Goudarzi F, Hemami M-R, Malekian M, Fakheran S, Martínez‑Freiría F




Species Distribution Models (SDMs) can be used to estimate potential geographic ranges and derive indices to assess species conservation status. However, habitat‑specialist species require fine‑scale range estimates that reflect resource dependency. Furthermore, local adaptation of intraspecific lineages to distinct environmental conditions across ranges have frequently been neglected in SDMs. Here, we propose a multi‑stage SDM approach to estimate the distributional range and potential area of occupancy (pAOO) of Neurergus kaiseri, a spring‑dwelling amphibian with two climatically‑divergent evolutionary lineages. We integrate both broad‑scale climatic variables and fine‑resolution environmental data to predict the species distribution while examining the performance of lineage‑level versus species‑level modelling on the estimated pAOO. Predictions of habitat suitability at the landscape scale differed considerably between evolutionary level models. At the landscape scale, spatial predictions derived from lineage‑level models showed low overlap and recognised a larger amount of suitable habitats than species‑level model. The variable dependency of lineages was different at the landscape scale, but similar at the local scale. Our results highlight the importance of considering fine‑scale resolution approaches, as well as intraspecific genetic structure of taxa to estimate pAOO. The flexible procedure presented here can be used as a guideline for estimating pAOO of other similar species.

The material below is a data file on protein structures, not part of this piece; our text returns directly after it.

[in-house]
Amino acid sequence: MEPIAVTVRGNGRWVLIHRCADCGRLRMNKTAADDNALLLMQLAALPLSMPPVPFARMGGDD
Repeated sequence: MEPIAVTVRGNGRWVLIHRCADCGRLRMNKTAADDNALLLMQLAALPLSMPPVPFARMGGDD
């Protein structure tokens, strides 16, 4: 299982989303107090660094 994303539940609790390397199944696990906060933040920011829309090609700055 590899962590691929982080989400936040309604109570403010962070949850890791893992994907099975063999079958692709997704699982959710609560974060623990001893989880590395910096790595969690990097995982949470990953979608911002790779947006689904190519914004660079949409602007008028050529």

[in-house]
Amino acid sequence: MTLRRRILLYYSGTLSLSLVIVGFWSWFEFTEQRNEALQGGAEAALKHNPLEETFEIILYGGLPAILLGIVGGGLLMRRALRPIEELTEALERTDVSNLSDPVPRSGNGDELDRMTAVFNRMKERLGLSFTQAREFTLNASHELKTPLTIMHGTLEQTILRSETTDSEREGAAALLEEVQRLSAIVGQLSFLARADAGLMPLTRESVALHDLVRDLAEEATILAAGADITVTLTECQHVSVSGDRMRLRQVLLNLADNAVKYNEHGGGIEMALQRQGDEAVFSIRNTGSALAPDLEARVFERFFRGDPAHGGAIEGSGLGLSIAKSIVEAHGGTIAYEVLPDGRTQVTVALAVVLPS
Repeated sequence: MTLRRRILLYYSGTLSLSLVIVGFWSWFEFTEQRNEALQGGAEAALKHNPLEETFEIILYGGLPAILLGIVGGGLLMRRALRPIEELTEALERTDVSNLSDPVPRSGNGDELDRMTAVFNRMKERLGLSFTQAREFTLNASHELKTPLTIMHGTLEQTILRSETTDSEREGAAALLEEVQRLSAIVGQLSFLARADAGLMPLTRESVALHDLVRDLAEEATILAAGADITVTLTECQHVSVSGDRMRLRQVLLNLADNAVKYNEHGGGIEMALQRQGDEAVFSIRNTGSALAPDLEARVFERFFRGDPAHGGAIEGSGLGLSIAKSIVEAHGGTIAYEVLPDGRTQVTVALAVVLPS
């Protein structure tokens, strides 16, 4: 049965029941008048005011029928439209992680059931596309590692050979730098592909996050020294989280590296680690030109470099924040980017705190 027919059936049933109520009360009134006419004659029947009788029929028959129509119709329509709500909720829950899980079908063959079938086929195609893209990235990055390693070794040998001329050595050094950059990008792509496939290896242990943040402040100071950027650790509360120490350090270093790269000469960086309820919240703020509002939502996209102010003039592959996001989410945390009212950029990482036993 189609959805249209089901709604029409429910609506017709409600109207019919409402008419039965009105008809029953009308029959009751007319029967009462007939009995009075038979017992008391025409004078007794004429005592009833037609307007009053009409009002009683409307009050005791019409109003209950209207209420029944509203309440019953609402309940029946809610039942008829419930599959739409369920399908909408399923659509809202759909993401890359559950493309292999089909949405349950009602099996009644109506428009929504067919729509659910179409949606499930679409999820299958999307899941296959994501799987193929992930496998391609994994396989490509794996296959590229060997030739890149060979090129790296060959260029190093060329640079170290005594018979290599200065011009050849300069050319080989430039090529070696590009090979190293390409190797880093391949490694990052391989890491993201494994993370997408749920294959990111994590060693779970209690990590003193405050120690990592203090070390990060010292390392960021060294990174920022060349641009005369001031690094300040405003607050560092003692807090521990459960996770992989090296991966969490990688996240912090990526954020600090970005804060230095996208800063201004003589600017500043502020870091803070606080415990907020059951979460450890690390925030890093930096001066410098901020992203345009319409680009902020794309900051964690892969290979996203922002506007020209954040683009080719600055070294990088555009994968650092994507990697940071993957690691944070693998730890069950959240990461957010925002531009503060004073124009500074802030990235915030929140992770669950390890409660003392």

Journal: Scientific Reports

DOI: 10.1038/s41598-020-79783-0